The first and second derivatives are used to define the shape of the curve, curve limiting values determining whether the course is linearly rising/falling or progressively rising/falling. Such deviations of the swing and the shape of the curve can arise in all time series. They are assessed differently depending on which time series they arise in. In addition, linear behavior is rated as less severe than progressive behavior. Depending on which time series deviations arise in, and whether they are linear or progressive, they lead to entries in observation lists, warning lists, and/or alarms are triggered. All parameters are configurable and can be specified by a person skilled in the art who is familiar with his process. Essentially, fast changes on a scale of seconds or minutes point to operational malfunctions or instrumentation malfunctions. Moderately fast changes on a scale of minutes and hours point to an imminent crash, the prediction being reinforced in the case of a progressive course. Slow changes on a scale of days and months are an indicator of the need for corrective actions. In the case of deviations associated with corrective action and arising in day and month time series, the comparison with the other channels of the reference group is omitted.

A special case of the above-described inventive idea applies when a reference group comprises just one measurement channel. This is the case when no other correlated measurement channels are available. In this case the following procedure is used. If a swing exceeding a first limiting value is established, a comparison is made with the current value of the next higher time series. If the difference exceeds a second limiting value, then, as previously described, the shape of the curve is tested and appropriate outputs are executed. In general, the comparison with the next higher time series is not performed in the case of slow changes, from the day time series up. The various limiting values that separate the normal condition from the condition of observation and warning can be input manually in standard fashion via on-screen dialogs.

In a further development of the invention, a learning method can be applied. This is accomplished by acquiring permanent data in normal, malfunction-free operation, during the quasi-static phase of operation, so that limits (maxima and minima) for normal operation are revealed. The limiting values can then be positioned manually or automatically at the respective maximal and minimal values with allowance for a margin of safety.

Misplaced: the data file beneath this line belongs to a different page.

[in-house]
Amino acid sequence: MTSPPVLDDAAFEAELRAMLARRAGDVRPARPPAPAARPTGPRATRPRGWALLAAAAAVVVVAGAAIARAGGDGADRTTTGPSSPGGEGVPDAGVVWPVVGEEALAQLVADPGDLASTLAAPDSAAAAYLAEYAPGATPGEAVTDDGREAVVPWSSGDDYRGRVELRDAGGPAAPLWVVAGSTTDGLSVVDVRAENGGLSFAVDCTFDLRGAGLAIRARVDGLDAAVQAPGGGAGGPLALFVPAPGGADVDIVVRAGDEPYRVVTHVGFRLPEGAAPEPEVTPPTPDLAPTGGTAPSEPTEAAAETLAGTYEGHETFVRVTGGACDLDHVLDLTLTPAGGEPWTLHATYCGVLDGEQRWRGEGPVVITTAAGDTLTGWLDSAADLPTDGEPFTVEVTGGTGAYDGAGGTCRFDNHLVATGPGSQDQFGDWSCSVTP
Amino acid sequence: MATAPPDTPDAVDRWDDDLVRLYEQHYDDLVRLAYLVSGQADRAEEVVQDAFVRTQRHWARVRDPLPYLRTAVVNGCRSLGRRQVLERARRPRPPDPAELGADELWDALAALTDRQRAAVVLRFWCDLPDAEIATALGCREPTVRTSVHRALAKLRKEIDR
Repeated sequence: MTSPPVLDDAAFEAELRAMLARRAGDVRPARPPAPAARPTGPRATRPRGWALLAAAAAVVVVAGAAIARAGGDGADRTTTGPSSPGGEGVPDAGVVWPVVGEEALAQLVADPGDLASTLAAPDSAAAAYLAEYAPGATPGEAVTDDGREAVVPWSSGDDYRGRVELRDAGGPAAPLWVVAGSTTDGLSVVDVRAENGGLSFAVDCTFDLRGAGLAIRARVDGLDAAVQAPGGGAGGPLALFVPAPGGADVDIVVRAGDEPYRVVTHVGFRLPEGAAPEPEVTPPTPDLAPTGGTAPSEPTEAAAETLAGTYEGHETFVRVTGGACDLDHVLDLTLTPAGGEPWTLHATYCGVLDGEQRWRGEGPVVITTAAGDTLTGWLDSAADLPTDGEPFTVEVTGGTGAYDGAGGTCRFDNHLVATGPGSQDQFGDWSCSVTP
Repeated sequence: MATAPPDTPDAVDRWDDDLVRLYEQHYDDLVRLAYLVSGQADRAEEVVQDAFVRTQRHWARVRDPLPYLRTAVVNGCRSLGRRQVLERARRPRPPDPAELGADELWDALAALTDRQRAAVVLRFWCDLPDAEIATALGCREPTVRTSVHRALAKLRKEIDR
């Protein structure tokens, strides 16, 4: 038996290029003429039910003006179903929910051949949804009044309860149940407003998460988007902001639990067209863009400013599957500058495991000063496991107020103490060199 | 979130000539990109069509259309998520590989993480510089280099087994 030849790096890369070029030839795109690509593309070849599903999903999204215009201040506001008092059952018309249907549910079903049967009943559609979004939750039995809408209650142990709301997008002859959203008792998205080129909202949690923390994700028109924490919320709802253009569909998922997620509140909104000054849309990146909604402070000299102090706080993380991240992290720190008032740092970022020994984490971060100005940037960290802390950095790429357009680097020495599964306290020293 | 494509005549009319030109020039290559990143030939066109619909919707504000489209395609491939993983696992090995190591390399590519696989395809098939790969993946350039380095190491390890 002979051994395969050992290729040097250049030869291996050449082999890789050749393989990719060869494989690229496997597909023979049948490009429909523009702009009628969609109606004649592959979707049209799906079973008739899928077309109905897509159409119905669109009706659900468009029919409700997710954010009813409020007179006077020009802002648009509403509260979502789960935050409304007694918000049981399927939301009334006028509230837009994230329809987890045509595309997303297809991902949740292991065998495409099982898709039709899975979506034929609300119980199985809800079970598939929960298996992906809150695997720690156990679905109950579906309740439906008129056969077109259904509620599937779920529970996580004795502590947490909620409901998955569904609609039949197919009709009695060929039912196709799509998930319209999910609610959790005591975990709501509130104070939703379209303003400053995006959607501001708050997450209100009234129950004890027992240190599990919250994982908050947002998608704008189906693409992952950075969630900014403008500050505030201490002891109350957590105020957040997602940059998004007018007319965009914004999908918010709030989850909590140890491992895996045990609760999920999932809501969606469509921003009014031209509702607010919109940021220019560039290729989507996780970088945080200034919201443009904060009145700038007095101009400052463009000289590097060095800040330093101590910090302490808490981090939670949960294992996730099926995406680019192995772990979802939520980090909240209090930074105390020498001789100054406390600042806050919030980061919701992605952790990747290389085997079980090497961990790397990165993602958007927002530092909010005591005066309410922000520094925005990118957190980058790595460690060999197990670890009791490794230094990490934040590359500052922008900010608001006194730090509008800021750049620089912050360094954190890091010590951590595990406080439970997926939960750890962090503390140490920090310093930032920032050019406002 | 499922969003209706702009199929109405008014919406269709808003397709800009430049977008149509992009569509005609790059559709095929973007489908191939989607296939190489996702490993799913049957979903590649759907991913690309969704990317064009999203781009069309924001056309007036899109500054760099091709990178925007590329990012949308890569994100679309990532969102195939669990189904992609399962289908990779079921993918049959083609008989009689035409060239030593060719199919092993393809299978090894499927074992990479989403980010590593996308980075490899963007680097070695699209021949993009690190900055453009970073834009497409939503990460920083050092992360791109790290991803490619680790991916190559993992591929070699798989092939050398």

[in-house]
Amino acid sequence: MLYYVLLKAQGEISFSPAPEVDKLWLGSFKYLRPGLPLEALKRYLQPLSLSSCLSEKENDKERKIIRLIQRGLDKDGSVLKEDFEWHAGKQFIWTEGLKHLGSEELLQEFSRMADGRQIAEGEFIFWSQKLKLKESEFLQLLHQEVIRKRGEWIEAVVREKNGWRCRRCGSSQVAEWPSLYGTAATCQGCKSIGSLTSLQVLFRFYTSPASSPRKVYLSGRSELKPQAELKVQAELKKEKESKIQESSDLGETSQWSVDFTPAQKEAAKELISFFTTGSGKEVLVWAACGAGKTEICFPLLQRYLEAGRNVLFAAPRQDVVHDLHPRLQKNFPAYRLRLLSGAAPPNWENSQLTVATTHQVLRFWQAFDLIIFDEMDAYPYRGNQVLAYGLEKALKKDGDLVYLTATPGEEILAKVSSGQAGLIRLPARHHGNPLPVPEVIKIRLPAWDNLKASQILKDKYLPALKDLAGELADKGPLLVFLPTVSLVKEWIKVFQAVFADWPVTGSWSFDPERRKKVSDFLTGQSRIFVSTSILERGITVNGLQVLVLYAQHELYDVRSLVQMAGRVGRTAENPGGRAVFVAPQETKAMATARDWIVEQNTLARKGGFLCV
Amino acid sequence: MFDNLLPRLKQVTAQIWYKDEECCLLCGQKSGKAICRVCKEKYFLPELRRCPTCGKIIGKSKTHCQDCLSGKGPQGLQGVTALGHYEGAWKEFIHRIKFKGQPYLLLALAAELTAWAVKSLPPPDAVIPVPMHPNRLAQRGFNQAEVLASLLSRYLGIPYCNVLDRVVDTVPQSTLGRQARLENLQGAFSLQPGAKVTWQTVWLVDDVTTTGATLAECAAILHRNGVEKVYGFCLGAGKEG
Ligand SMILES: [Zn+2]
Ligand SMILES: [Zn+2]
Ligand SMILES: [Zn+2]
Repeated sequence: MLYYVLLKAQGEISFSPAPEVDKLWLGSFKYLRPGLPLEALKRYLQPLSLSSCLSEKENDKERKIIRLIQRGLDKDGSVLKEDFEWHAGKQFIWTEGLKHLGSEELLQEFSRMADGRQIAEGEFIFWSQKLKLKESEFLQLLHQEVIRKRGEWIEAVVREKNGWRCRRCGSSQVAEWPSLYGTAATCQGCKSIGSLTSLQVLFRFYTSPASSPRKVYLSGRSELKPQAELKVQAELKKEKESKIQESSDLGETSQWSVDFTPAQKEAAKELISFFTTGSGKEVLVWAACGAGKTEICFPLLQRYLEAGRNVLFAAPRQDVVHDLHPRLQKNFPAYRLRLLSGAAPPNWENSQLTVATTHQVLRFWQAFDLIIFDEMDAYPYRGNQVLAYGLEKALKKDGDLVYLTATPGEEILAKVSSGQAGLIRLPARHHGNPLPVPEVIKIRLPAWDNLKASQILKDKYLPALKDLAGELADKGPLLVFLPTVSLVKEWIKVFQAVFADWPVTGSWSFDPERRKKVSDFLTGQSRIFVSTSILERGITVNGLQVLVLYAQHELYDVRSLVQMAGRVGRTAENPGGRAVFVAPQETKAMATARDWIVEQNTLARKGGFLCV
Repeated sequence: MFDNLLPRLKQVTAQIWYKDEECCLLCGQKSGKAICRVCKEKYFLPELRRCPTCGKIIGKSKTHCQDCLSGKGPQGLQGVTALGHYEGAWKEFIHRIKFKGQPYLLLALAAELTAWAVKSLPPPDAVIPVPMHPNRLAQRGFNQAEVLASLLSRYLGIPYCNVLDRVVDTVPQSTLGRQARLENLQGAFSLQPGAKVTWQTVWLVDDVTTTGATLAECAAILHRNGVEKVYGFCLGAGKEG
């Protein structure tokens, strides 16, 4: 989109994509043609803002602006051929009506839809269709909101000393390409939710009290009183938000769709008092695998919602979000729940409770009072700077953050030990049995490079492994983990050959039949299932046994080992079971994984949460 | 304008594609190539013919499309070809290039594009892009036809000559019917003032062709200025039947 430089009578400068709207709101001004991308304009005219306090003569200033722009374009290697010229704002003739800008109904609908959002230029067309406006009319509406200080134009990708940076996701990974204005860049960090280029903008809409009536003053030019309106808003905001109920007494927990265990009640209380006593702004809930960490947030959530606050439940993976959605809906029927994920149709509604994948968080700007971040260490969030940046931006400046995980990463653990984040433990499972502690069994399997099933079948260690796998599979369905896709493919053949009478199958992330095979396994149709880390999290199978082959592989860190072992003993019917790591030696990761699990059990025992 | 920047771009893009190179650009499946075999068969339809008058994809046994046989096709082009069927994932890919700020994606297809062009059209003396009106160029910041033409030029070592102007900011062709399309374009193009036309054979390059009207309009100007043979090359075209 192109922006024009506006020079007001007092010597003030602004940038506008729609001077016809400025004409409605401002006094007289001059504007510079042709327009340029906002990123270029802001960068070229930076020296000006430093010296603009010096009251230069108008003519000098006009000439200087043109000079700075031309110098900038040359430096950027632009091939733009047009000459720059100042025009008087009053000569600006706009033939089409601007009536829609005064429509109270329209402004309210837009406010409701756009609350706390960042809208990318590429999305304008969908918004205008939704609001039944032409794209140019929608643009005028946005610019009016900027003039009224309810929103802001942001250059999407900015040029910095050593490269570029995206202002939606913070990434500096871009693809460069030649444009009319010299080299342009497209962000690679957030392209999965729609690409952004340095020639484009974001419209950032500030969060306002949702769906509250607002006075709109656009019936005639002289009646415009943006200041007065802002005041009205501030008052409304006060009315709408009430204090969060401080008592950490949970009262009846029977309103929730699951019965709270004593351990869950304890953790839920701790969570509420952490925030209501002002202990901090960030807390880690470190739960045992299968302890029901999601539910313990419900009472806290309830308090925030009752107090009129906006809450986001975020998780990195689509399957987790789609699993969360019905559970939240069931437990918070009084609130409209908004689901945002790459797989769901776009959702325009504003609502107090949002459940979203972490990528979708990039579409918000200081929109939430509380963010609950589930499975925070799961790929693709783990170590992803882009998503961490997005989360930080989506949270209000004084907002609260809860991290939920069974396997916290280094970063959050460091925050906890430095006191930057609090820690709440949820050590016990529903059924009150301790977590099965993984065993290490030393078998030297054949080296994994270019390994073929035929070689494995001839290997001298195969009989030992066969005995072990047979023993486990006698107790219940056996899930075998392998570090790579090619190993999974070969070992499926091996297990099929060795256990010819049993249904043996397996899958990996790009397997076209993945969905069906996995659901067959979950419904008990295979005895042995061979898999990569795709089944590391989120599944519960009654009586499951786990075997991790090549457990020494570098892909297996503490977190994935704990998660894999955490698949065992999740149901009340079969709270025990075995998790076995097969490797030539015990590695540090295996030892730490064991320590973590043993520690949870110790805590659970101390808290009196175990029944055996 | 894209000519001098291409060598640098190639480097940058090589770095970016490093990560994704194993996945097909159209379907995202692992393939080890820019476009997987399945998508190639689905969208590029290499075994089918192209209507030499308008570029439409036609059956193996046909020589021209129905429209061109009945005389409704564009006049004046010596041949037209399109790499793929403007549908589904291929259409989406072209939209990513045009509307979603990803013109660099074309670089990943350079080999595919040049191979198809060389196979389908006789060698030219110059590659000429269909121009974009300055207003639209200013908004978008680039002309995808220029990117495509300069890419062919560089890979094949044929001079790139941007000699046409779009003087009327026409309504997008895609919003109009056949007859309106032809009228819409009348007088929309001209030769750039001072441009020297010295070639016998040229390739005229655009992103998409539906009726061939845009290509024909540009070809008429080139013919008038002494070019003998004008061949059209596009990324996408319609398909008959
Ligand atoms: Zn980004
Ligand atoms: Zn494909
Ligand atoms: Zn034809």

BRIEF DESCRIPTION OF THE DRAWINGS

For the further explanation of the invention, reference is made to the drawings, depicting exemplary embodiments in simplified fashion, in which:

FIG. 1 is a schematic depiction of a process monitoring;

FIG. 2 is a schematic depiction of a drive shaft with six bearings, having sensors for acquiring the bearing temperatures, having a measurement unit as interface between the process and the PC, and having a PC on which the governing software according to the invention is installed;

FIG. 3 is a flowchart showing the manner in which the condition monitoring functions;

FIG. 4 is a schematic trend diagram without any finding;

FIG. 5 is a schematic trend diagram with a linear course of the conditions of the channels; and

FIG. 6 is a schematic trend diagram in which one channel shows a progressive deviation.

DETAILED DESCRIPTION OF THE INVENTION

The reference characters in FIG. 1 have the following meanings:

    • 1 processes that are being monitored;
    • 2 lines serving as connections between the sensors of the processes and measurement units;
    • 3 measurement units as interfaces between the processes and the PCs;
    • 4 a data network serving as data connection between the measurement units and the PCs; and
    • 5 PCs on which the monitoring software is installed.

The function according to FIG. 1 is next described. Measurement units 3 serve as interface between processes 1 whose condition is to be monitored. In processes 1 there are sensors, which are connected to measurement units 3 via connecting lines 2. Measurement units 3 are in turn connected to PCs 5 via data network 4. In this way, analog and digital signals of the sensors can be conveyed to the PCs. The governing software, which carries out monitoring tasks in combination with the functions of the measurement units, is installed on PCs 5.

The reference characters in FIG. 2 have the following meanings:

    • 7 a drive shaft;
    • 8 to 13 bearing positions of the drive shaft;
    • 14 to 19 sensors that acquire the temperature of the bearing positions;
    • 20 a drive motor;
    • 21 and 22 gears for driving connected equipments, for example air compressors;
    • 23 a measurement unit as interface between the temperature sensors; and
    • 24 PCs for machine monitoring and process control.

The function according to FIG. 2 is next described. Such a drive can serve to drive large pumps, compressors and the like via gears 21, 22. Electric motor 20 drives shaft 7. Shaft 7 is provided with six bearings at bearing positions 8, 9, 10, 11, 12, 13. Sensors 14, 15, 16, 17, 18, 19 serve to acquire the temperatures of the individual bearing positions. The temperature signals are supplied to a measurement interface 23 via lines. Depending on the design of measurement interface 23, it can take over a number of tasks. If temperature sensors 14, 15, 16, 17, 18, 19 are of thermocouple type, they deliver millivolt signals. Measurement interface 23 transforms these signals into digital measured values in degrees Celsius. The measured temperature values pass via a data network to PCs 24. The governing software for tracking small changes, in this case variations in the temperature values of bearing positions 8 to 13, is installed on one of these PCs 24. Such temperature values are not constant. They vary with the rotation speed of the shaft, the radial force acting on individual bearing positions 8 to 13, and the ambient temperature. It appears impossible to track small changes that are relevant to the condition of bearings 8 to 13. Small changes in the temperature values of individual bearings 8 to 13 are significant for the anticipated service life. Progressive temperature variations, even if they are small, point to a failure of the bearing in the near future. In case of abrupt changes, a crash is immediately imminent. In order to track small changes, the internal relationship through the common shaft rotation speed of shaft 7 is utilized.